American philosopher Noam Chomsky talked about the (concision) concept in TV where content is structured to limit discussion to brief thoughts or “sound bites” that fit between ads. What do you think are the implications of this for real intellectual debate or deep treatment of issues in general?
“In his concision theory Chomsky has Western and specifically American media in mind. So far, research to operationalize the theory has proved Chomsky right. It is not only that content is structured into frames and brief thoughts. Content is becoming binary and dualistic. It represents our world in a way that divides it into binary categorizations of good/evil, positive/negative, benign/malignant and white/black. Language shapes actions and is shaped by them. The media take white/black categorization for granted. If you are powerful (a superpower) you have the right to posses thousands of nuclear warheads and at the same deny others even the thought of having a peaceful nuclear program. We can apply this to human rights. You make a lot of fuss about human rights violations in this region but turn a blind eye if they happen in another region because the latter are your friends. Intellectual debate in the media is timid. It generally accepts the binary concept I have outlined. The implications are we live in a world in which double standards and hypocrisy have become so overwhelming.”
How would you evaluate the quality of entertainment in Arab media, specifically Gulf media?
“I am not a fan of entertainment but my wife is almost addicted to Arab entertainment channels. It seems Arabs are given to entertainment and from my own readings of Arabic literature, particularly the classical genre, Arabs have some of the world’s greatest writers whose main target was to cheer up their readers and entertain them. But that was very serious entertainment. It was real literature and not sub-literature like the writings of Hamadani and Al-Jahidh.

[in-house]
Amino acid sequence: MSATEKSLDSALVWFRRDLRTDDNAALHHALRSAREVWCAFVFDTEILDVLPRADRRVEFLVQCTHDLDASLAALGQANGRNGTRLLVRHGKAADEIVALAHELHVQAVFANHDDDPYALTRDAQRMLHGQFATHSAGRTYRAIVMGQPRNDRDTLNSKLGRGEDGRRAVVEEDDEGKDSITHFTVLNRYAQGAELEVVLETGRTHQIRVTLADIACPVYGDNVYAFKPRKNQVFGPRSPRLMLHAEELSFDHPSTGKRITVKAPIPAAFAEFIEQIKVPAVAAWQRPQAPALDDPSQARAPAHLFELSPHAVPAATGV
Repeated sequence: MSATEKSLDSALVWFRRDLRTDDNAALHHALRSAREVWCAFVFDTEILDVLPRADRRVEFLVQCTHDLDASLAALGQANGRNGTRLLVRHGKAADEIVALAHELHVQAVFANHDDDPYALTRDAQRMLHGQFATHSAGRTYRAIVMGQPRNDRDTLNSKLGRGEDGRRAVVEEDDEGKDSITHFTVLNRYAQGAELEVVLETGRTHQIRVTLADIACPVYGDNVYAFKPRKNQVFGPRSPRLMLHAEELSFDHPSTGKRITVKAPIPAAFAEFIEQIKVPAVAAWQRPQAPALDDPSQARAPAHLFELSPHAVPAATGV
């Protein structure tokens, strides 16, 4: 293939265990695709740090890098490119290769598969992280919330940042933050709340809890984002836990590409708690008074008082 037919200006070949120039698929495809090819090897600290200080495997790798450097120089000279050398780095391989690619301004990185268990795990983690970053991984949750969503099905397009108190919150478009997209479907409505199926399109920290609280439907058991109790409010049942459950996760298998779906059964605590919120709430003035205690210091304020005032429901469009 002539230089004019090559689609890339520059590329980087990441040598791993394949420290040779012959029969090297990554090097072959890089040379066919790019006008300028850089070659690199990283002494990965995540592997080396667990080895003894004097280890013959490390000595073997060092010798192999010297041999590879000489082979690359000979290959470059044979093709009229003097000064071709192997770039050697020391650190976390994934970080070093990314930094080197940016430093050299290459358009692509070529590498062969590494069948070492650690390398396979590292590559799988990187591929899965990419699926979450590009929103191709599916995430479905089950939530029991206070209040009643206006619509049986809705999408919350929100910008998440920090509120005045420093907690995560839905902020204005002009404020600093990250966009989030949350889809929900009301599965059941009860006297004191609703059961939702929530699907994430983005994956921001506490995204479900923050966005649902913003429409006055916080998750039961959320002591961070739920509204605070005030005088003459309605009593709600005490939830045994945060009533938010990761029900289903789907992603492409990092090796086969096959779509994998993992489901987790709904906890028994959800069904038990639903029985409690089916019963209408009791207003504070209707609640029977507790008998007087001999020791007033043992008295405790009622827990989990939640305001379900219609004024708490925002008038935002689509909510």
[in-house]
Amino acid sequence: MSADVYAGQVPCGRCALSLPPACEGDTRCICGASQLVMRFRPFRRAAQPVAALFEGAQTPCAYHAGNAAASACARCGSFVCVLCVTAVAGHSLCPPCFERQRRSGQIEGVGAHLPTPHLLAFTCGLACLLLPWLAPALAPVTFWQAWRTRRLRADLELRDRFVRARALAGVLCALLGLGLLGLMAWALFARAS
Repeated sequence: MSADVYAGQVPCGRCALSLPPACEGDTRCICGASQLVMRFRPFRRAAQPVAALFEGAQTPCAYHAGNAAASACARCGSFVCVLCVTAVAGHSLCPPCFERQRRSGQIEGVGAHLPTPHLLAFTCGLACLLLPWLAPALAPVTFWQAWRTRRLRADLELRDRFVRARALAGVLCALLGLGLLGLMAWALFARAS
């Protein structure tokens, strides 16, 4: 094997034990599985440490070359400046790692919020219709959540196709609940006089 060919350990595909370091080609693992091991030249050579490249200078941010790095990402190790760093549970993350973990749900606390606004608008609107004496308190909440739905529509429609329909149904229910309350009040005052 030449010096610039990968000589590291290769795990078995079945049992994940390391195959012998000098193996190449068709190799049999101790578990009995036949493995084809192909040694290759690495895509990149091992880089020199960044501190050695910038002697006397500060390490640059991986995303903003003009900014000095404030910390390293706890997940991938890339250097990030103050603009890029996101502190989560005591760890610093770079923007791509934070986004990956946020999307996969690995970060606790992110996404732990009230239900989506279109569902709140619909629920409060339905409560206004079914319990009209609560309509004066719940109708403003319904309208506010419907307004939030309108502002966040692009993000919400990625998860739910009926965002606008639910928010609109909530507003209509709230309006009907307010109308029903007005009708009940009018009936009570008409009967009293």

My fear is that most of what I see is not that serious, it does not have a message to deliver, it is not meant to educate. Of course one of the basic tasks of the media is to entertain, but to entertain does not mean to be shallow.”
Many intellectuals have said that the media revolution, from TV to the Internet, has impacted the way people get information and process it. Knowledge has become trivialized and turned into sound bites for consumption as opposed to an integrated cumulative process. What do you think of this description? Do you see the effects of this on young people?
“This is absolutely right. Even my students in Sweden, a country with one of the world’s most advanced educational systems, often view the world in terms of bites and frames, most of them based on media systems that are prevalent here. To combat this, our center has introduced the topic of “media systems” into the training of journalists. The idea is to make them aware of what systems can do to change perceptions and make audiences see the communicative event or even the world from the point of view of a frame or a bite. For instance, the media deal with sound bites and frames when reporting events in the Arab and Muslim world. This has made people see Islam, a cosmopolitan religion embracing different nations, sects and denominations, in terms of these bites and frames.”
The political environment in the Arab region nowadays is a dangerous one. What do you believe should be the media’s role in navigating through these times? How near or far are they in reality from this aspired role?
“The Arab media has become part of the story. It is involved in the conflict. If you listen, read or watch the media you would think that the anchors, the writers, the journalists are the insurgents or the rebels or whatever. The Arab media, unfortunately, has itself become very dangerous. It has become ostensibly skewed even in news and current affairs. For some media the line that separates opinion from fact or news has become so blurred that one may not be able to differentiate between opinion and news. The coverage of the uprisings in the Arab world particularly by major media is partial. You no longer need to be a critical analyst to be aware of it.”
How would you evaluate Muslim efforts to improve their image in the West?
“Who are the Muslims? Who represent the Muslims? For the West they are mainly the Arabs, who in reality are less than one fifth of Muslim population in the world. There are probably as many Muslims in India as the Arab Muslim population. But the image here in the West is that the Arabs represent the Muslim world. As you know there are centuries of antagonism and mistrust between the Arab world and the West, starting from the time of the Crusaders. The Arab world is not homogeneous. It is disparate and divided. Therefore, there are no unified or joint efforts to change the stereotypes and prejudices the West has about Muslims because there is no strategy on the part of the Arabs.”